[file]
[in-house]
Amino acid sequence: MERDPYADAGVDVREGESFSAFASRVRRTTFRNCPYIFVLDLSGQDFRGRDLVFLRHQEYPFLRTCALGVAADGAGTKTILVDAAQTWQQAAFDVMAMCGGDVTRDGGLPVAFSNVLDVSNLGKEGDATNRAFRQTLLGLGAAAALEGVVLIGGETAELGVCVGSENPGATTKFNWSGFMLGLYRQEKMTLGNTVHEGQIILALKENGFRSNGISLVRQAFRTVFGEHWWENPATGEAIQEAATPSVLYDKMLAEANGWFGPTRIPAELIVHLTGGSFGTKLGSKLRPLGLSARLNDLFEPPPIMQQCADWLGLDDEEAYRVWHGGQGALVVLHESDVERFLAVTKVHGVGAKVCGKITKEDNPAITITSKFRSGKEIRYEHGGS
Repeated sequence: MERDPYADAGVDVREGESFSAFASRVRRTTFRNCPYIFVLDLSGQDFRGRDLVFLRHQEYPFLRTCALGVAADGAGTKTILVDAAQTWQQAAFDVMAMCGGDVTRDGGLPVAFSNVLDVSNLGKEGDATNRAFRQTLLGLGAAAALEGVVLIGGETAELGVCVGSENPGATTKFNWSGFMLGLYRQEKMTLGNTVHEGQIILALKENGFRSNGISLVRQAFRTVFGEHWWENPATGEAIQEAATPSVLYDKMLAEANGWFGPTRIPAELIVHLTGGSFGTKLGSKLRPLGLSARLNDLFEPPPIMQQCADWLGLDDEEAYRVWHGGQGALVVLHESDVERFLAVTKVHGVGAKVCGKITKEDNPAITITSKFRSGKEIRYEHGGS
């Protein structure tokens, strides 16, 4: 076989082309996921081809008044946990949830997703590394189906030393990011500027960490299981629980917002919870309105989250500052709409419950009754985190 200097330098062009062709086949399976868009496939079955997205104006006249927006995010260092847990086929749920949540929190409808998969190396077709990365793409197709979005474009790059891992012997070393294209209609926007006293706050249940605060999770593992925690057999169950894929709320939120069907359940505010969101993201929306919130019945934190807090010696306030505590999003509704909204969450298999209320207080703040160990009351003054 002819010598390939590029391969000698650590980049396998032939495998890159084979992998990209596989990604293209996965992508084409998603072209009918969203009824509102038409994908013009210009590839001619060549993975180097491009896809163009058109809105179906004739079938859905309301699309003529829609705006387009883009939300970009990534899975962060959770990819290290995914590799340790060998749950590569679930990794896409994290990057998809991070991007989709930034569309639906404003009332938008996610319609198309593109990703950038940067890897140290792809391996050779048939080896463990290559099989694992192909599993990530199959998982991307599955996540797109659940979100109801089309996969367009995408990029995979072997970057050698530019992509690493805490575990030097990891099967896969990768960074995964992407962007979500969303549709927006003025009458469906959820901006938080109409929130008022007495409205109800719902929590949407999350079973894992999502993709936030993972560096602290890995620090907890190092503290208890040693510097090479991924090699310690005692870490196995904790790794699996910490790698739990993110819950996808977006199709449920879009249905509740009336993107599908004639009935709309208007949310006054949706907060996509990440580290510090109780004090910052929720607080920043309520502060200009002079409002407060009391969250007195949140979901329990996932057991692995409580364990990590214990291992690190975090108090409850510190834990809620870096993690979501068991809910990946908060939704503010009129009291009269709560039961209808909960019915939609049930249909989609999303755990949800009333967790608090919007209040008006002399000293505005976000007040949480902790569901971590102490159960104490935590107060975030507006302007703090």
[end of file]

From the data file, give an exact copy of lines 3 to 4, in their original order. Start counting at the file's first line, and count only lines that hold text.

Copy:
Repeated sequence: MERDPYADAGVDVREGESFSAFASRVRRTTFRNCPYIFVLDLSGQDFRGRDLVFLRHQEYPFLRTCALGVAADGAGTKTILVDAAQTWQQAAFDVMAMCGGDVTRDGGLPVAFSNVLDVSNLGKEGDATNRAFRQTLLGLGAAAALEGVVLIGGETAELGVCVGSENPGATTKFNWSGFMLGLYRQEKMTLGNTVHEGQIILALKENGFRSNGISLVRQAFRTVFGEHWWENPATGEAIQEAATPSVLYDKMLAEANGWFGPTRIPAELIVHLTGGSFGTKLGSKLRPLGLSARLNDLFEPPPIMQQCADWLGLDDEEAYRVWHGGQGALVVLHESDVERFLAVTKVHGVGAKVCGKITKEDNPAITITSKFRSGKEIRYEHGGS
């Protein structure tokens, strides 16, 4: 076989082309996921081809008044946990949830997703590394189906030393990011500027960490299981629980917002919870309105989250500052709409419950009754985190 200097330098062009062709086949399976868009496939079955997205104006006249927006995010260092847990086929749920949540929190409808998969190396077709990365793409197709979005474009790059891992012997070393294209209609926007006293706050249940605060999770593992925690057999169950894929709320939120069907359940505010969101993201929306919130019945934190807090010696306030505590999003509704909204969450298999209320207080703040160990009351003054 002819010598390939590029391969000698650590980049396998032939495998890159084979992998990209596989990604293209996965992508084409998603072209009918969203009824509102038409994908013009210009590839001619060549993975180097491009896809163009058109809105179906004739079938859905309301699309003529829609705006387009883009939300970009990534899975962060959770990819290290995914590799340790060998749950590569679930990794896409994290990057998809991070991007989709930034569309639906404003009332938008996610319609198309593109990703950038940067890897140290792809391996050779048939080896463990290559099989694992192909599993990530199959998982991307599955996540797109659940979100109801089309996969367009995408990029995979072997970057050698530019992509690493805490575990030097990891099967896969990768960074995964992407962007979500969303549709927006003025009458469906959820901006938080109409929130008022007495409205109800719902929590949407999350079973894992999502993709936030993972560096602290890995620090907890190092503290208890040693510097090479991924090699310690005692870490196995904790790794699996910490790698739990993110819950996808977006199709449920879009249905509740009336993107599908004639009935709309208007949310006054949706907060996509990440580290510090109780004090910052929720607080920043309520502060200009002079409002407060009391969250007195949140979901329990996932057991692995409580364990990590214990291992690190975090108090409850510190834990809620870096993690979501068991809910990946908060939704503010009129009291009269709560039961209808909960019915939609049930249909989609999303755990949800009333967790608090919007209040008006002399000293505005976000007040949480902790569901971590102490159960104490935590107060975030507006302007703090």